Solar panels convert sunshine into renewable electricity. They come in all shapes and sizes, from durable thin-film solar panels to intricate sculptural photovoltaic installations that harness green energy.
It took energy company Soleolico ten years of research and 30 prototypes to develop what it calls the world’s first wind turbine with photovoltaic panels anchored on rotating blades that capture wind and solar energy to generate electricity 24/7. The innovative technology includes a patented magnetic system that calibrates the wind orientation of each wind turbine with solar panels to absorb energy at 360 degrees.
The bark- and trunk-like white 3D-printed exterior that covers the structure uses Pure.Tech technology by LaMáquina, a collaborator for the project. The coating can absorb and convert greenhouse gases into purified clean air.
The project combines wind and solar generation and storage in a single unit. Since it harnesses green energy from both wind and solar, the turbine ensures consistent energy availability. The company also claims that the technology generates no noise and enables birds to safely rest on top of the wind turbine.
The compact and versatile design is helps avoid complex installation processes and soil disruption.
Designed by V8 Architects and Marjan van Aubel Studio for this year’s Dutch Design Week, the Solar Pavilion was intended as a space to experience the poetic power of the sun. The pavilion served as a gathering space where visitors could experience the sensory nature of solar energy.
The pavilion was designed to resemble a giant beach chair, in a nod to the fact that it offers visitors a place to rest after seeing the designs on display at the design festival. Acting as a ‘solar cloth’, the curved roof of the pavilion formed from multicoloured photovoltaic panels harvested the sun’s energy to then use it to light and heat the dark space underneath.
Approximately 7.5 kilowatts of energy produced by the swooping solar roof was collected into an on-site battery and used at night to power lighting and electric heating panels mounted on the underside of the pavilion. This created an impressive experience mimicking the sensation of sitting in the sun during the day.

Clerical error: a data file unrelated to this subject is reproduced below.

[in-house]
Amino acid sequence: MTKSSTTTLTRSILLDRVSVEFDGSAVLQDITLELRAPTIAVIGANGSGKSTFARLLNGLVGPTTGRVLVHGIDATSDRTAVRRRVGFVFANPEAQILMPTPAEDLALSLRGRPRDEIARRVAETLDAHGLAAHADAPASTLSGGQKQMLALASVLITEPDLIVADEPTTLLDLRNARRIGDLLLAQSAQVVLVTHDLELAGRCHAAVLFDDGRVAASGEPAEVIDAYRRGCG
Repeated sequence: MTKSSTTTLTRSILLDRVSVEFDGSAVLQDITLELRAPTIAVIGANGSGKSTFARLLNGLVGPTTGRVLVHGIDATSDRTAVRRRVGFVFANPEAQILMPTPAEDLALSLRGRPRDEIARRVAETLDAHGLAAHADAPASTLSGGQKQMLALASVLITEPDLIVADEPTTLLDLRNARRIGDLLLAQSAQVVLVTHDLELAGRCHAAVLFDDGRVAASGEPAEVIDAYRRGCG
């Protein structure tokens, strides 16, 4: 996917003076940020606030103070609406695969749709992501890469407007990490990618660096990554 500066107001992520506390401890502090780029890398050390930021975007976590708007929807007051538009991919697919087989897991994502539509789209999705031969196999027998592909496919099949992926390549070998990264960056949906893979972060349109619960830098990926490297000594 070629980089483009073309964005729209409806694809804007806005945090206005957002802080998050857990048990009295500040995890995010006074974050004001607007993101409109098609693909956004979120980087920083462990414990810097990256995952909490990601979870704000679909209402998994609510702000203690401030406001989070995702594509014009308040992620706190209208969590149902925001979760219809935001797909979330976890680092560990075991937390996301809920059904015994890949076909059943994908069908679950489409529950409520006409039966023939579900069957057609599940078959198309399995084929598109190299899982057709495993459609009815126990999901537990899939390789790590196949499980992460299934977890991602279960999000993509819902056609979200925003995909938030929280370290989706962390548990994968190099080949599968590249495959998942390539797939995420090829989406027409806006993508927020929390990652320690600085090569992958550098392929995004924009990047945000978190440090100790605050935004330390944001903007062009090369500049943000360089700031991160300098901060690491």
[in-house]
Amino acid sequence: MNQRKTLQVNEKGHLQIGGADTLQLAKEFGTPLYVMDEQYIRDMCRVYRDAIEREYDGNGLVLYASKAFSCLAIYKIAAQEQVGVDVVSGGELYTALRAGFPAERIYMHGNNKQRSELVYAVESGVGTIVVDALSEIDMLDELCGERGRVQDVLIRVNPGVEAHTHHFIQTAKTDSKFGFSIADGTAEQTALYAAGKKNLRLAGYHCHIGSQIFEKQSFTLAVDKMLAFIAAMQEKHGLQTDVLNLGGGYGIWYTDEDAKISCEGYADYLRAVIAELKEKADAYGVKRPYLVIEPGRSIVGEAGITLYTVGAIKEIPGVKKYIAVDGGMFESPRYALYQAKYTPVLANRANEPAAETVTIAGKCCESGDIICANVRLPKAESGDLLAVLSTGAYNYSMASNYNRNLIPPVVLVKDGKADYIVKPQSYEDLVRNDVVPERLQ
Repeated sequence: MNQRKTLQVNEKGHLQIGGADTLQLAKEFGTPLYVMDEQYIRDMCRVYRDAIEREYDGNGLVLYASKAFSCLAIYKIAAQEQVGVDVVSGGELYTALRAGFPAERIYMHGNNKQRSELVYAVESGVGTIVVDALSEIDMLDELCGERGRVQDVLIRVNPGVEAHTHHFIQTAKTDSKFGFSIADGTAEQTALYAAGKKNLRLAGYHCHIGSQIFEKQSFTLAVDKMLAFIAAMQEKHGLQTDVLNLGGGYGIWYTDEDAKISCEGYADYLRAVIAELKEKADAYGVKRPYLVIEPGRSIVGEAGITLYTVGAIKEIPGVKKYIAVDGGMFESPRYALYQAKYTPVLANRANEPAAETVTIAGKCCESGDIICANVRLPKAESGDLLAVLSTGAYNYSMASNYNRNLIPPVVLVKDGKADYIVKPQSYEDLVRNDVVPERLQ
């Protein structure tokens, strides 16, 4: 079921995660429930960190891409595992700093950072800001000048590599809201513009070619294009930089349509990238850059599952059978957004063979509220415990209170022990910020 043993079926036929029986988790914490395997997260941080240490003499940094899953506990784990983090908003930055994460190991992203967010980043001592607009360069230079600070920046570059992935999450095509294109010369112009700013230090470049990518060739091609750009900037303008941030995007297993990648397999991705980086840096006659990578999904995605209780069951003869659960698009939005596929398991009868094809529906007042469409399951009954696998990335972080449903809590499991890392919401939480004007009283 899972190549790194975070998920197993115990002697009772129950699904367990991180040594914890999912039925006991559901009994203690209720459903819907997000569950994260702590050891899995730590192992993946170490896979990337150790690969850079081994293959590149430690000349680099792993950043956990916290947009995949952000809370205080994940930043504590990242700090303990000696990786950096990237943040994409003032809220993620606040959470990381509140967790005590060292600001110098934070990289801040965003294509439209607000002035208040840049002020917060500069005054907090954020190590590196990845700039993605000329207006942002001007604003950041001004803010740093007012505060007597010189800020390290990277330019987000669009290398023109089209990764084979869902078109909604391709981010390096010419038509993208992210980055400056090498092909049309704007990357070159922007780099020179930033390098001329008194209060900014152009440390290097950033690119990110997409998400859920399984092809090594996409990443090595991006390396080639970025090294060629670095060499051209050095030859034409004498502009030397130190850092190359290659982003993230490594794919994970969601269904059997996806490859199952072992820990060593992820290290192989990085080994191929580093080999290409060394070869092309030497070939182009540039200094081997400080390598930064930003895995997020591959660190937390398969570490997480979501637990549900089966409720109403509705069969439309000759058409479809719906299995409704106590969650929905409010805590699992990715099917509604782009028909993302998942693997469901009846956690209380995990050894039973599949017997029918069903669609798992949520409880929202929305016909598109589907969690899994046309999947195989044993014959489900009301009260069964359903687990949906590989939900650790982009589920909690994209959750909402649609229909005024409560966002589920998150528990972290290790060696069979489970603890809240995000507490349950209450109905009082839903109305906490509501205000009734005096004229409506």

Underneath, triangular timber sections were slotted into the corners of the steel beams to serve as seating, while a circular bench designed by Marjan van Aubel Studio occupied the centre of the space.
Masts, tension wires and reclaimed floor beams made from untreated steel supported the structure that was intentionally designed reversible, so it could be easily disassembled, its parts reused and its materials returned to the companies that had provided them.
Designed by the creative minds of Ian Esplin, Jacob Sheffield, and Diana Balaños, Sego Charger is a foldable origami solar panel that can be folded down to fit into a backpack and provide travelers with a portable photovoltaic power source when on an off-grid trip. Having a 25-watt power rating, the solar panel can be used to charge personal devices, as well as ravel equipment including GPS and radio transmitters.
The team looked the research of NASA engineers who conceived a similar origami technique for its deployable-space-based solar arrays. The resulting design is as durable as it is compact. It relies on the robust visible hinges, which distribute weight evenly and provide a solid connection between the components to ensure backpacking enthusiasts can fold and unfold the structure thousands of times. Ethylene Tetrafluoroethylene, a fluorine-based plastic, which the team used to laminate the solar panel, guarantees water resistance and makes it dust– and dirt-proof.
Sego Charger team hopes that by the second quarter of 2024 the foldable solar panel will be also available in higher-watt options – as 50-watt, 100-watt, and even over 400+-watt panels, which can charge portable fridges and travel-reader heaters.